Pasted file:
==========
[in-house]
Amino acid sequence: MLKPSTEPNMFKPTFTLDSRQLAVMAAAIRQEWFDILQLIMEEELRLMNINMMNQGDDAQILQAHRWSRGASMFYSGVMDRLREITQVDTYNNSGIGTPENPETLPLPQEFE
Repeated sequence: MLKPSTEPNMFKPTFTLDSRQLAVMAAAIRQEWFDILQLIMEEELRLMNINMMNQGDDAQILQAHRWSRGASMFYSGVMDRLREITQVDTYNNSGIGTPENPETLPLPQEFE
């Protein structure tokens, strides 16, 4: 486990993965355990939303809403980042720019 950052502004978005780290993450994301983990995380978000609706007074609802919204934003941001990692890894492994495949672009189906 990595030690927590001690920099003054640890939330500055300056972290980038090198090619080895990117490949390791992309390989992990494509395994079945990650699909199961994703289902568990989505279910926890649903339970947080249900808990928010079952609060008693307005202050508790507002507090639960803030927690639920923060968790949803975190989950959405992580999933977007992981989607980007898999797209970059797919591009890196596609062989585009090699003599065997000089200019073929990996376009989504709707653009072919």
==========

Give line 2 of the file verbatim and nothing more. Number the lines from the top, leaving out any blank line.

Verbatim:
Amino acid sequence: MLKPSTEPNMFKPTFTLDSRQLAVMAAAIRQEWFDILQLIMEEELRLMNINMMNQGDDAQILQAHRWSRGASMFYSGVMDRLREITQVDTYNNSGIGTPENPETLPLPQEFE